Acridine orange stain of C. psittaci-infecled L cells. Areas with a high RNA to DNA ratio stain red; those with a low RNA to DNA ratio stain yellow to yellow-green. (Left) Intracellular RBs and intermediate forms at 24 hpi. (Right) Intracellular intermediate forms and EBs at 48 hpi.

Citation: Hatch T. 1999. Developmental Biology, p 29-67. In Stephens R (ed), Chlamydia. ASM Press, Washington, DC. doi: 10.1128/9781555818203.ch3
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Color Plate 2

Model of the envelope of chlamydial EBs, adapted from . The actual shapes of the proteins and the existence of specific interpeptide cross-links have not been established. Several proteins that are believed to be part of the outer membrane (see text) have been omitted. The periplasmic P layer is closely associated with the inner leaflet of the outer membrane, in a manner similar to the hexagonal array reported by and . The N terminus of the larger of the doublet proteins in the P layer may be associated with an integral outer membrane protein, as suggested by the data of and .

Citation: Hatch T. 1999. Developmental Biology, p 29-67. In Stephens R (ed), Chlamydia. ASM Press, Washington, DC. doi: 10.1128/9781555818203.ch3
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Image of Figure 2
Figure 2

Hexagonal arrays (arrows) seen below the outer membrane of purified EB cell walls, shadowcast with platinum-palladium alloy ( ). Bar, 250 ran.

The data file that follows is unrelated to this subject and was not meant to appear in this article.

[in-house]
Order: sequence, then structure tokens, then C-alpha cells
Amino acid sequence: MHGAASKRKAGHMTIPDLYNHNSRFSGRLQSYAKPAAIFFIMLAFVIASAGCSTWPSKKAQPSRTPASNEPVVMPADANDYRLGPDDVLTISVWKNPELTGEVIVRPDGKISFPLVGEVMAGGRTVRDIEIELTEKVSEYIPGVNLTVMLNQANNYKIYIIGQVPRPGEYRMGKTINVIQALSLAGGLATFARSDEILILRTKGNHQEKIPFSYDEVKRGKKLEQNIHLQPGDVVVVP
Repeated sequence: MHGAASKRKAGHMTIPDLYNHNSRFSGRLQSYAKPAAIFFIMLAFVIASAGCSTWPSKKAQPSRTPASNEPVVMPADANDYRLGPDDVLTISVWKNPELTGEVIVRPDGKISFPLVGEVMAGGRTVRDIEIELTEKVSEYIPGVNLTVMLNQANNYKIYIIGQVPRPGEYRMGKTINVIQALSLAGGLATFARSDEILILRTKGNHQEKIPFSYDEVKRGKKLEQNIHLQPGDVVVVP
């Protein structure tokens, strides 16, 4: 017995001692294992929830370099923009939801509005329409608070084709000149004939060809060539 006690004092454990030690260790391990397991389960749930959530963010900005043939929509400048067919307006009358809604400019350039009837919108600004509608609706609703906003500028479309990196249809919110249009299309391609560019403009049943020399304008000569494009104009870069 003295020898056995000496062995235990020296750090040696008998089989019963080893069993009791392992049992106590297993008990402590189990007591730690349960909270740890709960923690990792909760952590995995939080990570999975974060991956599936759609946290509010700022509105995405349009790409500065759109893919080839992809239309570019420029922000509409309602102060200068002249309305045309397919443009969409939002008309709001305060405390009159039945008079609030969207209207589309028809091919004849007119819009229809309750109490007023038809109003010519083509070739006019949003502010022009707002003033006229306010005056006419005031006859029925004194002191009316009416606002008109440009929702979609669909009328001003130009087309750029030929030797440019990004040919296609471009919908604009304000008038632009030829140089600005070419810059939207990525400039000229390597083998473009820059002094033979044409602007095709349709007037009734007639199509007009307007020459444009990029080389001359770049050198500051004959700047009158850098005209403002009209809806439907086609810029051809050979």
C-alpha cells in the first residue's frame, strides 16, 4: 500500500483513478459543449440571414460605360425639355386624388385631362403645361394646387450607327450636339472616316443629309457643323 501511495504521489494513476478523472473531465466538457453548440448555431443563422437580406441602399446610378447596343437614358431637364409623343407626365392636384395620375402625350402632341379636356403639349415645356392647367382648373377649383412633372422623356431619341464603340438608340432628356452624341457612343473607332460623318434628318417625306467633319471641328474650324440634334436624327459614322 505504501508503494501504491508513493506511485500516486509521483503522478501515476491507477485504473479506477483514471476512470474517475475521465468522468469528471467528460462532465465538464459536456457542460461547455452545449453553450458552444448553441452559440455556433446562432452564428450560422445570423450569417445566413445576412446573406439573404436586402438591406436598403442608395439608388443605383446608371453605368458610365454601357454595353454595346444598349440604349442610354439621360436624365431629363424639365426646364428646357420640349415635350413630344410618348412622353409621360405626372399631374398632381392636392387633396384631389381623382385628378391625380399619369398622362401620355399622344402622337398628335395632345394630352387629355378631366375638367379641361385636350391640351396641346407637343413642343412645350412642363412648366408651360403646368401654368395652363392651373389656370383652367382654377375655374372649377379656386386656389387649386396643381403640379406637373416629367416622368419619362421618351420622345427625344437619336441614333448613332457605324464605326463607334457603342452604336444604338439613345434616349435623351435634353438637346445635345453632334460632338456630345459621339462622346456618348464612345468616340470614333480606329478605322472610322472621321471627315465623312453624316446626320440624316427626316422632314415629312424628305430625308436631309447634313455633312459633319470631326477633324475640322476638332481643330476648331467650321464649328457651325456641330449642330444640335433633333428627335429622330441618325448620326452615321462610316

Citation: Hatch T. 1999. Developmental Biology, p 29-67. In Stephens R (ed), Chlamydia. ASM Press, Washington, DC. doi: 10.1128/9781555818203.ch3
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Figure 3

Coomassie blue-stained SDS-polyaci'ylamide gel (A) and Western blot (B) of whole C. psittaci Sarkosyl outer membrane complexes (OMC) prepared at 15 (RB) and 48 (EB) hpi. Lines point to POMPs and 60-kDa OmcB doublet proteins found in EBs but not RBs ( ).

Citation: Hatch T. 1999. Developmental Biology, p 29-67. In Stephens R (ed), Chlamydia. ASM Press, Washington, DC. doi: 10.1128/9781555818203.ch3
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Figure 4

Chlamydia surface projections. (Left) Scanning electron micrograph showing regularly spaced, hemispheric domes (arrowheads) ( ). Bar, 100 nm. (Right) Transmission electron micrograph of envelope complexes revealing spike-like projections which are thought to extend through the inclusion membrane (courtesy of A. Matsumoto, Kawasaki Medical School).